Thursday, February 23, 2012

This Means Mud!

Well, we have seen geese arriving, birds seeking mates, and horse hair flying...so I think winter is just about over.  Never thought it would happen in February!

Kit is beginning to shed, but my biggest concern is the mud that turns to ice overnight.  His pasture buddies shown here, but notice the water on the left...ugh!

A sunny afternoon, and they just delivered hay...Kit is happy to clean up the yard!  Ummmm, yummy...his favorite is the little hay flakes under the roughage!
Heading into the arena for a little ground work, we met a friend, Kit had to stop and sniff.  He is almost always just curious, and not frightened by piles of stuff, kittens, and the like.  However, the other day a garden hose that was moving as someone dragged it from inside a building, resulted in stopping with BIG snorts, until we identified it as a hose.

A bit dark for good photos in the arena, that and I'd need another hand, or a photographer.  We did light lundging right and left, right is still harder, and he does give a little limp at the trot, but overall he did very well.  The leg is tracking straight, with no swing outward, with walk and trot.  We haven't done canter just yet.  His previous training is showing up now, and he does very well, with only occasional bouts of "opinion" but we work through those and he does fine...I think he's just checking to see if my rules are the same.

I've been working every weekend this month, surprising for February, but I'm not complaining.  Love the work and the horses but it does cut down on the time I have for Kit. We change the clocks soon so we should have light longer in the evenings soon.

One final parting nibble!  

Thursday, February 2, 2012

Beginning with Training

We had temperatures in the 50's on Tuesday, so I took the opportunity to head to the barn, and spend some training time with Kit. This is video shot a few weeks ago, but shows a good sample of his reaction to having his feet lifted.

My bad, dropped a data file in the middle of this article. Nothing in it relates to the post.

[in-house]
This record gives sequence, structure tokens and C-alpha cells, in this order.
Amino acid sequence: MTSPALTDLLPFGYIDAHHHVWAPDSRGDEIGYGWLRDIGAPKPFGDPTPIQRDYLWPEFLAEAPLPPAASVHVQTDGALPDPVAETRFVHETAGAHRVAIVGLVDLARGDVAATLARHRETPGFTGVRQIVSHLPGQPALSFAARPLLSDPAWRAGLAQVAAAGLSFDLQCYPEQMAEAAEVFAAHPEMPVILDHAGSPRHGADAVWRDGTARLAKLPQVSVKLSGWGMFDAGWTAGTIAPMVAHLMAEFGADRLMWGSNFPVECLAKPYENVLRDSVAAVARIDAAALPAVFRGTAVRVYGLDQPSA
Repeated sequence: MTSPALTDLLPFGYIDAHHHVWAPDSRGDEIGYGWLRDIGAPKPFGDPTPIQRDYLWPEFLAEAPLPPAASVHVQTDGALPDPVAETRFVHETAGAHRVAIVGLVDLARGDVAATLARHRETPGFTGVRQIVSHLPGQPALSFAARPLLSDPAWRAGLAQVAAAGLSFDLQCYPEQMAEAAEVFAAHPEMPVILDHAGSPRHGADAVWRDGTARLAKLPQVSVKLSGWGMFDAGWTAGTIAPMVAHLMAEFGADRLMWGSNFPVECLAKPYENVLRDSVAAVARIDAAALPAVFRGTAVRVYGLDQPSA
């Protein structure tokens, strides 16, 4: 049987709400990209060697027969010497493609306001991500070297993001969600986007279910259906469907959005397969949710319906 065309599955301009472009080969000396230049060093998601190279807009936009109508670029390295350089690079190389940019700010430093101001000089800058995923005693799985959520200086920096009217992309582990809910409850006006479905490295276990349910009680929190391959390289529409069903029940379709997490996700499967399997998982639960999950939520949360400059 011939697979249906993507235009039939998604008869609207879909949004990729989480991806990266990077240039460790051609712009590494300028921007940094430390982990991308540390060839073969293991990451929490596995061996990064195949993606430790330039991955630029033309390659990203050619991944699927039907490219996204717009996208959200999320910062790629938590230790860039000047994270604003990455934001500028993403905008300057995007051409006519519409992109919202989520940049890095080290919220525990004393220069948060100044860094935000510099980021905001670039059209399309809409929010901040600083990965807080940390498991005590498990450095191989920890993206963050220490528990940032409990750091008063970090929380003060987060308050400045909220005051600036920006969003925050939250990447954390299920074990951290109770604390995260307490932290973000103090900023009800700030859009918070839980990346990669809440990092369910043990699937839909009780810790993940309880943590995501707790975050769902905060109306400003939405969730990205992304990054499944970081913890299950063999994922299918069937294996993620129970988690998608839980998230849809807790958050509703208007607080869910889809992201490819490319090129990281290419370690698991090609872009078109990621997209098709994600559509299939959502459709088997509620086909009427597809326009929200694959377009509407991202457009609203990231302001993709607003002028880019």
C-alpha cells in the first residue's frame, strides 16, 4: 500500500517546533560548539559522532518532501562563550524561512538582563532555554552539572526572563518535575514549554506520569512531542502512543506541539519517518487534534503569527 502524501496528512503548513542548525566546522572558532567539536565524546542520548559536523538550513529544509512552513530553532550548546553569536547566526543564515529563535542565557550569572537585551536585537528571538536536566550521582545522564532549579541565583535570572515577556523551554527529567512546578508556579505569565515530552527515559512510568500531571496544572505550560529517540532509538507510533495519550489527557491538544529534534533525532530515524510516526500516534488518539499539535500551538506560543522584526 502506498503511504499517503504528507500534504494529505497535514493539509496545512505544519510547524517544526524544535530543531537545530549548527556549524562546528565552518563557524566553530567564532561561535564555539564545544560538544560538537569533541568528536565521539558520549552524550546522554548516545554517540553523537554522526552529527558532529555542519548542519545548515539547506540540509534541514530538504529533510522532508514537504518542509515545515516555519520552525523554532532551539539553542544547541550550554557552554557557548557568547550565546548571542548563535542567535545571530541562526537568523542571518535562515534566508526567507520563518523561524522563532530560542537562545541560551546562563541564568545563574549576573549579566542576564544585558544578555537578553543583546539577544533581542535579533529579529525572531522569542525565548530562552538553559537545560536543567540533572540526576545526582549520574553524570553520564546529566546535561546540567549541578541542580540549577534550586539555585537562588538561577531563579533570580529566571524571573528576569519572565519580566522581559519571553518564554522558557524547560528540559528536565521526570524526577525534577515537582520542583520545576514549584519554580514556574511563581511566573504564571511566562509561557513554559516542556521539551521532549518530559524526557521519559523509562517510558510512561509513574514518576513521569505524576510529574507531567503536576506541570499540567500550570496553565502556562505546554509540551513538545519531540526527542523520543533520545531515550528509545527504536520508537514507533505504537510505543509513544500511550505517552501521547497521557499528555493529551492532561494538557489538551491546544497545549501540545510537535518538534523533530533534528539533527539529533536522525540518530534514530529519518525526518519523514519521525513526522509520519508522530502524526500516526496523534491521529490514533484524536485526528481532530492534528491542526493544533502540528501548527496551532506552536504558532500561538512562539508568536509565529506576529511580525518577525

video

Arrived to ice and mud, but Kit was fairly clean, and happy to see me.  My goal today was to pick all 4 feet, and not get hurt.  I worked with him on tying then ask for feet alternately, avoiding the dreaded left front until last.  Hoping he'd figure out this wasn't so bad.  It took a couple of requests, but he did it, and all 4 were picked and clean.

So next we headed to the indoor arena for a little work time.  His shoulder is stable and my goal is to get him moving in a more balanced manner and using each of the fronts equally in his cadence.  Light lung work, at the oval, I'm not a fan of circle lunging as it so stressing the joints of the legs.  He only gave a little buck, but I could tell it felt good, and he was very responsive to my requests.

My only hurdle was he kept wanting to stop and face me, and I wanted him to keep moving, so we are working on communication.  We compromised and I took him in hand and we worked on figure 8's, moving his balance from right to left and back again.  We didn't do a lot as it was the first time.  But I count it as a very successful session.

How I gauge a successful outcome:
1. He was happy & listened well to queues.
2. He even lifted all 4 feet in the indoor, when I tapped them with the crop, this is the ultimate goal in foot requesting for me. So I'll keep you posted.
3. I walked away without any new bruises.
4. I'm still smiling as I think about it!